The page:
After 30 years of civil war, Angola is a country in tatters. Mia Farrow traveled there with her son to bear witness to the devastation as a UNICEF Goodwill Ambassador to report back to America what she’d seen. MSNBC.com chatted with Farrow about her experience, relaying chat room questions to her over the phone. Chat producer Will Femia moderates.
MSNBC-Will Femia: Welcome Ms. Farrow
Mia Farrow: Thank you.
MSNBC-Will Femia: Before we begin, can you give us some background on your involvement in this program generally in terms of what you do, and also specifically how it is that you ended up in Angola.
Question from Gina: Has she adopted Angolan children? Is that why she went there?
Mia Farrow: My initial involvement with UNICEF came several years ago and it was at first related to the eradication of polio. I forget what the title was, but I was asked to do this because I had polio myself at 9 years-old and also because I have a son, adopted from an orphanage in India, who is paraplegic as a result of polio. So that was my initial introduction to UNICEF.
Over time my role has expanded. Last year I traveled with my 14 year old son to Nigeria to be there to witness one of the immunization days. During one weekend, 40 million children were immunized. In the process we traveled across Nigeria to many different villages, towns, and cities. It was impossible to confine my interest or focus to polio alone. So, my role as a UNICEF Representative was of necessity expanded during that trip and now I am just “UNICEF’s Special Representative.”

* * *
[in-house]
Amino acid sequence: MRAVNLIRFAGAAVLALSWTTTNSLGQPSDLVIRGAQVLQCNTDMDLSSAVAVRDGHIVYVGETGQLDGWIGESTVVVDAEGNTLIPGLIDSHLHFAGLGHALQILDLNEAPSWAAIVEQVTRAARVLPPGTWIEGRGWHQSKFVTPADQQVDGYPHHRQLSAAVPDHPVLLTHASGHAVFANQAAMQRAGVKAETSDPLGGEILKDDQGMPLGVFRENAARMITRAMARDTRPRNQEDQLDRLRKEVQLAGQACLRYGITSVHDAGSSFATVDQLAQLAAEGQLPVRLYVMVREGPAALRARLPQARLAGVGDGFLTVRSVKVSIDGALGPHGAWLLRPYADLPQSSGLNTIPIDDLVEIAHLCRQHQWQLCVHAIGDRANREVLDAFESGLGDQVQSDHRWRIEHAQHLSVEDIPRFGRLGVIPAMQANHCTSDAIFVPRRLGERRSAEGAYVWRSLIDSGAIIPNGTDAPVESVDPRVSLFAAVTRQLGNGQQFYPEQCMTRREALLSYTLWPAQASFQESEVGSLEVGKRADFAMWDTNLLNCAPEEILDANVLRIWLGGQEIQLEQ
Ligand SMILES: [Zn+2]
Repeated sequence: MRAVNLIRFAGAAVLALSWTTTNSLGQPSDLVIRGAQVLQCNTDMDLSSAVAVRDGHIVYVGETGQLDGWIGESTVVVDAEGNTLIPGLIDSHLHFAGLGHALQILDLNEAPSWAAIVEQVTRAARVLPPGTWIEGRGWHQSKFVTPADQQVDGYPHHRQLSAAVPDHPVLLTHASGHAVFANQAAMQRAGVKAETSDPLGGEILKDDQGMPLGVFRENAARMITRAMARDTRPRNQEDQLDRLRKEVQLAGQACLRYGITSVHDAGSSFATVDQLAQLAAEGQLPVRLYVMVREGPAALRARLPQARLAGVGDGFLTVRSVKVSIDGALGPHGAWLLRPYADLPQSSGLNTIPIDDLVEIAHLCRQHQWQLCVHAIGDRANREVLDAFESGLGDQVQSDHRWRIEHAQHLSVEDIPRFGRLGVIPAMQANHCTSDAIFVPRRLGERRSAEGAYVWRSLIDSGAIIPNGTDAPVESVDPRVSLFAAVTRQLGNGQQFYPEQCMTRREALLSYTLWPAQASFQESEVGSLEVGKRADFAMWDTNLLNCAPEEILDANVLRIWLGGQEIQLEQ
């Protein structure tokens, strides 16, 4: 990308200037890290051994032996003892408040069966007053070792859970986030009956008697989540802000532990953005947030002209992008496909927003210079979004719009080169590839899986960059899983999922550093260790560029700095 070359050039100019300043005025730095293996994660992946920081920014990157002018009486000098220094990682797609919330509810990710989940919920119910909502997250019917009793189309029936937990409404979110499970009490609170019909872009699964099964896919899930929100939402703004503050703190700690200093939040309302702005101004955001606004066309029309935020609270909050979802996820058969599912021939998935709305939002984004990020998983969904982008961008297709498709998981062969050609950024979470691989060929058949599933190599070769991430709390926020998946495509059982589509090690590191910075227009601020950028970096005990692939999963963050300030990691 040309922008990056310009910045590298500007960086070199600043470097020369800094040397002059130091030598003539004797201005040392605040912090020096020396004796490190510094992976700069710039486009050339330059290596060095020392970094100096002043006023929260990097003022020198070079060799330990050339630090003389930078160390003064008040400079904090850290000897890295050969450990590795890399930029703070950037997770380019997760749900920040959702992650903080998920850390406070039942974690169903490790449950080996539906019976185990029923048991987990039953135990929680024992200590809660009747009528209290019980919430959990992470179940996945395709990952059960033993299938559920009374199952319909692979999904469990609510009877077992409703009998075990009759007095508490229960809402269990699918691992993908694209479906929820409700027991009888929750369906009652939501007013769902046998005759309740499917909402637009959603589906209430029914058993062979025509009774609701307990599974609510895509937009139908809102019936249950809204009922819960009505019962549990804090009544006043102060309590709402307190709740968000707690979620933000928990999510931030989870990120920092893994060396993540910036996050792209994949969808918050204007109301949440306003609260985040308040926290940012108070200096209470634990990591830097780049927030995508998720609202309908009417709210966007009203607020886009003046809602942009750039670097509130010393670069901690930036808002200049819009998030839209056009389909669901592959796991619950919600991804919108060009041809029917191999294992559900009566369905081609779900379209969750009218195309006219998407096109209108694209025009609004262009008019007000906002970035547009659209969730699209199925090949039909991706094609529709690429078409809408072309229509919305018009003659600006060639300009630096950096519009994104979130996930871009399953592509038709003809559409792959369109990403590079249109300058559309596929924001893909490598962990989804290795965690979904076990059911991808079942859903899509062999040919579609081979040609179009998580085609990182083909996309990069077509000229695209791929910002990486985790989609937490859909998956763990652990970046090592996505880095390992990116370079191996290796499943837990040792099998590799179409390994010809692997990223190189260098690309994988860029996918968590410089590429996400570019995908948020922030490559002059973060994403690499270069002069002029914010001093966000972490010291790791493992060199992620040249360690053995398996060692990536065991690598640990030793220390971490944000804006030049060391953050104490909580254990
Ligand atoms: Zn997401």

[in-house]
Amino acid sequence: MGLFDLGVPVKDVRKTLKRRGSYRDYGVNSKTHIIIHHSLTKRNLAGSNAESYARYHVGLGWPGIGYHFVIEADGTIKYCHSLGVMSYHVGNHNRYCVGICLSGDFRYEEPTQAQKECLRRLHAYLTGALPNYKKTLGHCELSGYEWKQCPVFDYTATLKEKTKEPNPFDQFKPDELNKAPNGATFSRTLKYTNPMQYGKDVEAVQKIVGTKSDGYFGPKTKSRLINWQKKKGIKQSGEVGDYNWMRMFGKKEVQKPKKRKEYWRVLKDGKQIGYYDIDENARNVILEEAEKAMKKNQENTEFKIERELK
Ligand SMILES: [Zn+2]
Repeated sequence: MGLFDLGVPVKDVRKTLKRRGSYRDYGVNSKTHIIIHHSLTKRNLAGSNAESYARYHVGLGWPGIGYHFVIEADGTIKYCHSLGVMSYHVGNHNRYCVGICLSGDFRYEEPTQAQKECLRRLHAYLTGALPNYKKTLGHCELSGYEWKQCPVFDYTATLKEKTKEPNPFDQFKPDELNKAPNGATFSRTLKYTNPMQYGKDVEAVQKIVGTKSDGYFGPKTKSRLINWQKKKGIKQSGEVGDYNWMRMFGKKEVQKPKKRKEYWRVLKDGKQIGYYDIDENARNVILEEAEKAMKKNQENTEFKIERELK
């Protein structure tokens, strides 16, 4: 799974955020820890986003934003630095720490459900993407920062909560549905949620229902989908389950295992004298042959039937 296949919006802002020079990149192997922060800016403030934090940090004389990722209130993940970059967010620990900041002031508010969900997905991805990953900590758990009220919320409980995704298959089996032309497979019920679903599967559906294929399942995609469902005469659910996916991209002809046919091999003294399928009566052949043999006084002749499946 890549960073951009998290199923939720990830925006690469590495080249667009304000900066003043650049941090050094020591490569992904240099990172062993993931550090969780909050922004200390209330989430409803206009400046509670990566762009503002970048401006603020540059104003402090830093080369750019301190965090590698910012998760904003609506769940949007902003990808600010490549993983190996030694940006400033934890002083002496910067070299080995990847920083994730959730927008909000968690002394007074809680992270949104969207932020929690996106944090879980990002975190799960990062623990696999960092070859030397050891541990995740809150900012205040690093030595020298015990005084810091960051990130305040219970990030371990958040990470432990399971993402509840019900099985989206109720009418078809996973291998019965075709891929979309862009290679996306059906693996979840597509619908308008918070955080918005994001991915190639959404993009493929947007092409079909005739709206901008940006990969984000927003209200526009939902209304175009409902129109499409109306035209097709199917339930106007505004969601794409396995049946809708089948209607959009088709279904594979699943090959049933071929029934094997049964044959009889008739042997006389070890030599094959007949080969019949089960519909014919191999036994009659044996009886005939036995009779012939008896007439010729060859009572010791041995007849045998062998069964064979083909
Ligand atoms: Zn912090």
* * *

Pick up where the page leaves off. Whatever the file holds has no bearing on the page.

Question from j. e. pary: Was Mia given a tour or allowed to see the country on her own?
Mia Farrow: This year they asked me if I would go to Angola. At the time I knew very little about Angola. I knew probably what most Americans know, just that there had been a war 30 years long, that they had found a new peace that occurred in April. But I really didn’t know a great deal more than that. I knew that there had been rebel forces, we’d all read about UNITA and boy soldiers, child soldiers, and I think boy soldiers were on the cover of many of our national magazines. So the plight of Angola was fixed in my mind as a country that had suffered a great deal. But beyond that generality I knew little. So I made it my business to brief myself as best I could before my trip during the journey there and certainly on the trip itself.
I had two mandates, first to travel around Angola to see and hear as much as I could, to understand as best I could the situation confronting the Angolan people. This was a huge task. The problems in Angola are myriad and just devastating. Nothing in my self preparation nor in the briefing by UNICEF really could have prepared me emotionally for what I found there. The entire infrastructure of the country is devastated -it’s non-existent. There’s a food crisis. Millions of people are being fed by the World Food Program, which is part of the United Nations.